Tuesday, December 21, 2010

The Thin Gruel of Rising M&A Volume

Alessandro Pasetti, of Dow Jones Investment Banker, reports:
The banking industry remains in a regulatory flux and there is thin gruel for rainmakers contained within Dealogic’s preliminary end-of-year data out today. A sharp rebound in credit is necessary to spur M&A on a large scale. That still feels a long way off, and may never reach the pre-credit crunch heights.
The key Dealogic numbers are:
–Announced global M&A activity this year was nearly a fifth higher in dollar terms than last year, with emerging markets snatching a record-breaking third of the world-wide total and surpassing Europe for the first time.
–Cross-border transactions account for an increased proportion of the rally.
–North America, with $979.7 billion of deals, is ahead of all. Japan’s deal volume is down 36% year-on-year to $90 billion, the only country bucking the trend of an M&A pick-up across the globe.
–Energy led the industry ranking for the first time on record, having recorded its highest yearly volume ever. The figure is skewed by the $42.6 billion acquisition of Brazilian oil & gas assets by Petrobras, the largest deal of the year.
–Emerging-market volume reached $876.9 billion in 2010, up 56% from $561.2 billion in 2009. It accounted for 32% of global M&A, the highest share on record. The so-called BRIC nations (Brazil, Russia, India and China) accounted for 52% of emerging-market volume.
–Financial-sponsor buyouts totaled $183.8 billion in 2010, up 74% from $105.5 billion in 2009. Secondary buyouts reached $56.7 billion in 2010, the highest since 2007.
–Cross-border volume reached $969.2 billion via 9,573 deals, up 62% from $598.6 billion via 8,328 deals in 2009. Emerging markets accounted for 35% of total cross-border volume, at $336.3 billion.
Fortunes over the next year or two ride on whether banks will get the loan engine firing on all cylinders for clients across the rating spectrum. Of course, lending conditions by financial institutions have eased recently, but it certainly doesn’t feel as if a credit splurge is around the corner.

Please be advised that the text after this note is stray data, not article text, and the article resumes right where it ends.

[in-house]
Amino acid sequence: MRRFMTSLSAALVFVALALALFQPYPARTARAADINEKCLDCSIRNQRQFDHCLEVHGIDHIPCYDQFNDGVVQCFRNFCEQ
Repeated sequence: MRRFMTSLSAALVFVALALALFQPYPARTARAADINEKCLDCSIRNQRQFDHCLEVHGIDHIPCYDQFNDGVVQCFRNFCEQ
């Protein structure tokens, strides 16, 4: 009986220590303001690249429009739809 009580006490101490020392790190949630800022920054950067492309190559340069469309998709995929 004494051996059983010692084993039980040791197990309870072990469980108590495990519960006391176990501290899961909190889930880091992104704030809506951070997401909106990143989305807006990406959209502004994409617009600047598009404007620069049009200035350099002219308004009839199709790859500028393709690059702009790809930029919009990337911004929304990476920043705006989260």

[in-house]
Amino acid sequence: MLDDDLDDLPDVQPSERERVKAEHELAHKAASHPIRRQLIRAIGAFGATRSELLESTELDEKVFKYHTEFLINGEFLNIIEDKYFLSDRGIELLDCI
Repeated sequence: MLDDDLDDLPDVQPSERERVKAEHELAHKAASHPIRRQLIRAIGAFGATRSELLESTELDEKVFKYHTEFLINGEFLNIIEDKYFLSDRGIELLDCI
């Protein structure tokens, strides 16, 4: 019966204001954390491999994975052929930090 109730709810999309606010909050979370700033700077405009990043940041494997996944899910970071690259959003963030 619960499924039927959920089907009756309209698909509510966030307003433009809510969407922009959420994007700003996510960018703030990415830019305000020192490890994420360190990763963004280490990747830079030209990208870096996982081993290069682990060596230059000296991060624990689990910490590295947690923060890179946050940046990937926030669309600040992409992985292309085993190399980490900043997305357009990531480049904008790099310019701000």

As growth stalls in western economies, M&A will struggle to record a significant rebound next year, with activity likely to be driven by defensive moves. Defensive, opportunistic, strategic. It doesn’t much matter to a banker what results in fees, though arguably a vigorous deal-making world needs all three to be kicking around.
Slivers of light are appearing. Blackstone Group gets in gear to launch a $15 billion buyout fund, Apax is following suit, so private equity may provide the necessary fillip on the back of opportunities among distressed assets.
Then there are the emerging markets.
The BRICs are providing bankers with trends and M&A activity likely to keep them busy in the medium term. Growth potential remains strong in the group but there are political risks bubbling up and surging competition for mandates. This suggests only the few with scale will emerge victorious–and the Chinese banks, with longer-term aspirations to be as powerful as Goldman Sachs Group, will complicate that.
To visit the Dow Jones Investment Banker Web site, click HERE.

No comments: